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Proceedings Paper

Influence of optical gaps on signal and noise properties of luminescent screen x-ray detectors
Author(s): Andreas Koch
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Paper Abstract

X-ray detection with luminescent screens requires optical signal transfer as an intermediate step between x-ray detection and conversion to an electronic signal. Luminescent screens may be granular (phosphor screens), structured (e.g. CsI) or transparent (scintillators). The optical signal is imaged with lenses, fibre optics, electron optics or by proximity focussing to an electronic detector. Poor focussing or poor optical contact may degrade the signal and noise transfer characteristics, i.e. modulation transfer function (MTF) and detective quantum efficiency (DQE). The case when x-rays are detected with granular luminescent screens, imaged onto flat panel electronic detectors is considered here. The detector assembly often requires layers of glue or protective thin films creating optical gaps, in which light is spread, hence spatial resolution is degraded. The noise spectrum is not necessarily changed the same way. Its exact shape depends on the dominant noise sources in a given detector configuration under the specific operating conditions: The noise of the primary x-ray quanta, noise aliasing and direct x-ray detection by the electronic detection layer are the main contributions in this investigation. Especially at high spatial frequencies small optical gaps in conjunction with white quantum noise from direct x-ray absorption of the electronic imager degrade DQE: A gap of 40 μm between luminescent screen and detector reduces the DQE by 33% at the Nyquist frequency. This was demonstrated with an a-Si imager of 143-μm pixel size and a Lanex Fine luminescent screen operated at 100 kV.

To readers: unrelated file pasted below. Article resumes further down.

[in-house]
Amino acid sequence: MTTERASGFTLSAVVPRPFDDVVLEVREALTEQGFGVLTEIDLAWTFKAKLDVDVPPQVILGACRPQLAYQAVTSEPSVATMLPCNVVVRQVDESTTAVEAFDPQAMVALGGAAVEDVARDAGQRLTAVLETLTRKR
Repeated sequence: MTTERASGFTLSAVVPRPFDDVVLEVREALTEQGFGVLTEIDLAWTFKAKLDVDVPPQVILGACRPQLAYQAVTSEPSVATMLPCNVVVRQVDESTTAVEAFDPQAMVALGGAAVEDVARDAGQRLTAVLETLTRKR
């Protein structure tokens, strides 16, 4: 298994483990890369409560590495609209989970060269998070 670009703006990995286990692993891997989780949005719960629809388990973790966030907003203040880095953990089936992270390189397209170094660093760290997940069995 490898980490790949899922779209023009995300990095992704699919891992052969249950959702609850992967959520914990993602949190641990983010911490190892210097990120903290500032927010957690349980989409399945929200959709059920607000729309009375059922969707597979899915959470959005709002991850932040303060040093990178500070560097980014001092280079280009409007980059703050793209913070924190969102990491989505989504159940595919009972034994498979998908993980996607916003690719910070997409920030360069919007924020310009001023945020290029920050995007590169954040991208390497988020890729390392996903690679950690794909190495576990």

Paper Details

Date Published: 6 May 2004
PDF: 5 pages
Proc. SPIE 5368, Medical Imaging 2004: Physics of Medical Imaging, (6 May 2004); doi: 10.1117/12.537288
Show Author Affiliations
Andreas Koch, Thales Components Corp. (France)

Published in SPIE Proceedings Vol. 5368:
Medical Imaging 2004: Physics of Medical Imaging
Martin J. Yaffe; Michael J. Flynn, Editor(s)

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